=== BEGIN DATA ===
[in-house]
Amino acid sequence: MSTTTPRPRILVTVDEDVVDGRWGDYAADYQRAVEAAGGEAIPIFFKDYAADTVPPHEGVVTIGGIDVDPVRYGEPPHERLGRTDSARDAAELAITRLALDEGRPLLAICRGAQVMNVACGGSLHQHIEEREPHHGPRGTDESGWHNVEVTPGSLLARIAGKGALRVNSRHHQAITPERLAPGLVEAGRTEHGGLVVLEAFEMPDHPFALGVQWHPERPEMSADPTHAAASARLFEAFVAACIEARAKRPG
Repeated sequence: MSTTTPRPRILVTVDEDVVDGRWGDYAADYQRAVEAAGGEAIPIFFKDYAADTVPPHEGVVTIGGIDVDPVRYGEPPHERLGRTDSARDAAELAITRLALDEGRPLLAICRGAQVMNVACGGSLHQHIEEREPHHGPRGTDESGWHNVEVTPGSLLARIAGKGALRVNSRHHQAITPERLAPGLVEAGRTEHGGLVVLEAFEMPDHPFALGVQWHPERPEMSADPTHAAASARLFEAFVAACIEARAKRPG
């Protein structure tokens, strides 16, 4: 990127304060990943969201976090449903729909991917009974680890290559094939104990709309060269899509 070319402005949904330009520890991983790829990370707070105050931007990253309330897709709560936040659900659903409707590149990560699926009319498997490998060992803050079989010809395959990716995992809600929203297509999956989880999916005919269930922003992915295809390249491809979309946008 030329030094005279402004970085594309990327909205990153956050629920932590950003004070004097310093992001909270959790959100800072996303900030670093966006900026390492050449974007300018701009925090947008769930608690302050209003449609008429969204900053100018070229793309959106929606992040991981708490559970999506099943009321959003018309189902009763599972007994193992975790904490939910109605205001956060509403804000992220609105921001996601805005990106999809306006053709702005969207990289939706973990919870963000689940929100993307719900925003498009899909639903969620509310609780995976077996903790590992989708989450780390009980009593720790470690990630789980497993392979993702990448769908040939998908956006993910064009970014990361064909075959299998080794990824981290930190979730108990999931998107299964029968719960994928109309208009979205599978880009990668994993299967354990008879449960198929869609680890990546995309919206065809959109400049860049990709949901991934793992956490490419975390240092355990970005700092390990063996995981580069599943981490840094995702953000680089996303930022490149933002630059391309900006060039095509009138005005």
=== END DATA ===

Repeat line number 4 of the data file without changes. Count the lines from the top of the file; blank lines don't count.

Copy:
């Protein structure tokens, strides 16, 4: 990127304060990943969201976090449903729909991917009974680890290559094939104990709309060269899509 070319402005949904330009520890991983790829990370707070105050931007990253309330897709709560936040659900659903409707590149990560699926009319498997490998060992803050079989010809395959990716995992809600929203297509999956989880999916005919269930922003992915295809390249491809979309946008 030329030094005279402004970085594309990327909205990153956050629920932590950003004070004097310093992001909270959790959100800072996303900030670093966006900026390492050449974007300018701009925090947008769930608690302050209003449609008429969204900053100018070229793309959106929606992040991981708490559970999506099943009321959003018309189902009763599972007994193992975790904490939910109605205001956060509403804000992220609105921001996601805005990106999809306006053709702005969207990289939706973990919870963000689940929100993307719900925003498009899909639903969620509310609780995976077996903790590992989708989450780390009980009593720790470690990630789980497993392979993702990448769908040939998908956006993910064009970014990361064909075959299998080794990824981290930190979730108990999931998107299964029968719960994928109309208009979205599978880009990668994993299967354990008879449960198929869609680890990546995309919206065809959109400049860049990709949901991934793992956490490419975390240092355990970005700092390990063996995981580069599943981490840094995702953000680089996303930022490149933002630059391309900006060039095509009138005005």